Within the anti-authoritarian tradition, we can understand feminism as concerning itself with a particular form of authority -- that which imposes itself on women. If we too are concerned with that authority which imposes itself on women, we may be counted within the feminist community. This is true regardless of whether, amongst those who are concerned with authority imposed on women, there are some who are not consistently anti-authoritarian. To be concerned is to gain entry into feminism; from there we must choose whether to be concerned about other forms of authority. If we are anti-authoritarians, we will be concerned with every form of authority.
Nevertheless, to be concerned with all forms of authority is to inevitably direct our practical efforts toward certain forms of authority, not every form of authority in equal measure. Because authority is expressed through relationships, proximity to a relationship is helpful when we focus on a particular form of authority.
For example, as a straight white dude, I understand the authority imposed by capital by working for an employer in an entry-level capacity. Subsequently, I can speak from this perspective -- of someone subjugated within a relationship.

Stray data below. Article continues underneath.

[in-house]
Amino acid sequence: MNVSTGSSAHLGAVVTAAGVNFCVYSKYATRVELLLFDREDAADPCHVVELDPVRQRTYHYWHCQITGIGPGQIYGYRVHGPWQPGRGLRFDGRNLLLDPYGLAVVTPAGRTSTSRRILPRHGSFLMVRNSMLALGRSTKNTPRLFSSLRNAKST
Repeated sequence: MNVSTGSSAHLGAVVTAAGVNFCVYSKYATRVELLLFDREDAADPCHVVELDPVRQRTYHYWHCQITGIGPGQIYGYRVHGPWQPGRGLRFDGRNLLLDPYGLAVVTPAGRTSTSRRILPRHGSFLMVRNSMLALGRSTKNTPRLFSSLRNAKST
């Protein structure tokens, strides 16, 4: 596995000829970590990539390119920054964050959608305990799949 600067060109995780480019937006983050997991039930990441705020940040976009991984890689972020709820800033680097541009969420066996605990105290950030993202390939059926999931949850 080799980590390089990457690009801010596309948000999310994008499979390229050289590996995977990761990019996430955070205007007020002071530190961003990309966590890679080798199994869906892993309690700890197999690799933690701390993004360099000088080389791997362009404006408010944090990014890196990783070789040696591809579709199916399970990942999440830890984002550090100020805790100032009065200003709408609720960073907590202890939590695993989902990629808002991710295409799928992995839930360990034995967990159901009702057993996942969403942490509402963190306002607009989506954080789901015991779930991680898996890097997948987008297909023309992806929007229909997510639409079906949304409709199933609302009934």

But being straight, white, and a dude, I can also speak from the perspective of someone solicited by authority in other relationships; namely, those relationships in which these attributes confer a power advantage.
The tendency for straight white dudes such as myself to become preoccupied with class struggle is understandable insofar as this is the one realm where we experience subjugation. And the fact that we are enjoined to participate in the exercise of authority within other relationships -- to be seen as oppressors -- can also make us reluctant to take up other concerns.
But our asset in either case is proximity to the relationship.
Men can't play the same role within feminism as women, but the reverse is also true: women can't see patriarchy "from the top." In this way, men make their own contribution within feminism as a complement to women's -- to reveal how patriarchy works from their own perspective. Men have their own perspective within patriarchy, but it is only by working with women that the picture of what both endure becomes complete.